German Energiewende Does Not Have to Wait for HV Transmission

A new study has been published that challenges power company claims that Germany needs to slow down its renewable power development to wait for new high voltage transmission.

Germany’s electricity “experts” often claim that the rapid pace of renewable power development needs to be slowed until new high voltage transmission lines can be built.  Unlike the US, where most of the US population lies in coastal areas, many major population centers in Germany lie far from coastal offshore power generation.  Advocates of giantism and centralized power claim that is and other issues mean that Germany has to focus on building new transmission lines if it hopes to meet its targets in the energiewende (energy transformation).

The new study, done by Ecofys, found that:

Regarding geographical distribution, “If grid expansion is delayed, about €800 million [in total power system costs] can be saved per year if we spread wind and photovoltaic installations more evenly across the country,” said Christian Nabe, electricity market specialist at Ecofys.

In addition, the study found that increased amounts of PV and onshore wind, with a decreased but still consistent share (15 GW) of offshore wind, would create a system that was more robust against grid expansion delays. If more offshore wind (25 GW) is added, then grid expansion becomes more urgent as offshore wind power generated in the northern part of the country needs to be transported to southern consumption centres. According to the study, replacing 10 GW of offshore wind with PV and onshore wind would not disadvantage the total system cost, create more emissions or require increased curtailment, where a wind farm must be shut down. (The study predicted that restricted grid development would create a need for 1 to 4 percent, or around 15 TWh, in wind curtailment in 2030.)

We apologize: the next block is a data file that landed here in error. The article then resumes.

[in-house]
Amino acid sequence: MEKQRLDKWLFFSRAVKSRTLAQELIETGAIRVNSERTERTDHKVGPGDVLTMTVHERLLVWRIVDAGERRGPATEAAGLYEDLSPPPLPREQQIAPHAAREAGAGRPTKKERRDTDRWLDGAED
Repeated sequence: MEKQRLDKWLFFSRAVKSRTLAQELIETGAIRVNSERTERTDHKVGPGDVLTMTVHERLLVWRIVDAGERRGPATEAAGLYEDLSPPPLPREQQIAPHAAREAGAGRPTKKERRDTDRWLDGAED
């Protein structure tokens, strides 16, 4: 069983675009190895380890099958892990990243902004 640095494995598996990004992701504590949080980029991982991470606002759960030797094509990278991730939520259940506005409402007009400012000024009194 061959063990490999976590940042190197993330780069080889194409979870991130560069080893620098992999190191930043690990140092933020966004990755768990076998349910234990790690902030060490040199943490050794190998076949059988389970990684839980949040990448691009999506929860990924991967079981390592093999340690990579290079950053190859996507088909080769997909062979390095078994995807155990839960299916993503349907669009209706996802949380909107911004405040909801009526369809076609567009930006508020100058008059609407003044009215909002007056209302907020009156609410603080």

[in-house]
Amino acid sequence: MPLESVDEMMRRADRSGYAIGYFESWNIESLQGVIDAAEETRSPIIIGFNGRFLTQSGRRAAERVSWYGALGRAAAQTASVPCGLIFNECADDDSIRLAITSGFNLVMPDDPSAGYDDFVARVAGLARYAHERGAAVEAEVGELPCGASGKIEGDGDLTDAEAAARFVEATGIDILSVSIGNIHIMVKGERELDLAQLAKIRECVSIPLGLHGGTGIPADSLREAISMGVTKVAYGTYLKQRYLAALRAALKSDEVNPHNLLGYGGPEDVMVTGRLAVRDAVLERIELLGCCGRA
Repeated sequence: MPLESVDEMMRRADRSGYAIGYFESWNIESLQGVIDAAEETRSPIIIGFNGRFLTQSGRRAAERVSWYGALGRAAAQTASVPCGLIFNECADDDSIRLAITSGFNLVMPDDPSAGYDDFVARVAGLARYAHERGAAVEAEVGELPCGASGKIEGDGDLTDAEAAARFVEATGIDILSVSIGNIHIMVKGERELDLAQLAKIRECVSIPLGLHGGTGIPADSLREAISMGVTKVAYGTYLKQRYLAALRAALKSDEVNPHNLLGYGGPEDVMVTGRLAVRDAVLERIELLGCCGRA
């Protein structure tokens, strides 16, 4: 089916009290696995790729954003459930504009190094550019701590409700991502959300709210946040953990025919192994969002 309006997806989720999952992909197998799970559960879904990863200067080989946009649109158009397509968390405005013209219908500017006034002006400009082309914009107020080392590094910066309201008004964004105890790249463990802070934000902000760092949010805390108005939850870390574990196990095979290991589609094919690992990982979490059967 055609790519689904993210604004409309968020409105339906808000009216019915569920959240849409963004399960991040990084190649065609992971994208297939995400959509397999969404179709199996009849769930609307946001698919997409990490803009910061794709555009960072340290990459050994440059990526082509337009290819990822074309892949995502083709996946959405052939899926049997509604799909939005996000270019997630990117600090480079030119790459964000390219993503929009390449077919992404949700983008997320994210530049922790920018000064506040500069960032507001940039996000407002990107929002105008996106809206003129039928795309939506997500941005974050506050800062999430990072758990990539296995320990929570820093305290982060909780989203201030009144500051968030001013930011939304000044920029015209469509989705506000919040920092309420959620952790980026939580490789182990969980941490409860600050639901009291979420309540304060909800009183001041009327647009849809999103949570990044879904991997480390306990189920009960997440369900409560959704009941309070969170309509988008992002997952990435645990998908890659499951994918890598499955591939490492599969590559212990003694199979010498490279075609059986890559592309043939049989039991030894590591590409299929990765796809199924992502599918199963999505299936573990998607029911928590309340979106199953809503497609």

System flexibility will be key to Germany’s energy future. If grid expansion as a source of flexibility is limited, the study found, other options such as compressed air energy storage, gas back-up plants and load shifting will be the most cost-effective means. Battery storage was not assumed to be a cost-optimal technology before 2030.

So the Ecofys study showed clearly that decentralizing power in Germany even further pushes the need for four planned HVDC lines back even further into the future, and that there is no need to wait for them to be built.

Ecofys also demonstrates that the benefits of decentralization outweigh using solar and wind resources in sub-optimal areas.

The new study does not show that new HV transmission lines can be eliminated, just that Germany does not have to wait for them to push ahead toward their 2020 renewable power targets.  In advanced countries, the transmission grid does need to be reconfigured to meet energy transfer needs of a new renewable-centered grid.  The obsolete grid was based on fuel and water needs of old coal and nuke plants.  When Germany meets its 2020 targets of meeting 80% of its electricity and heating needs from renewable power, it will no longer need that grid.

 

 

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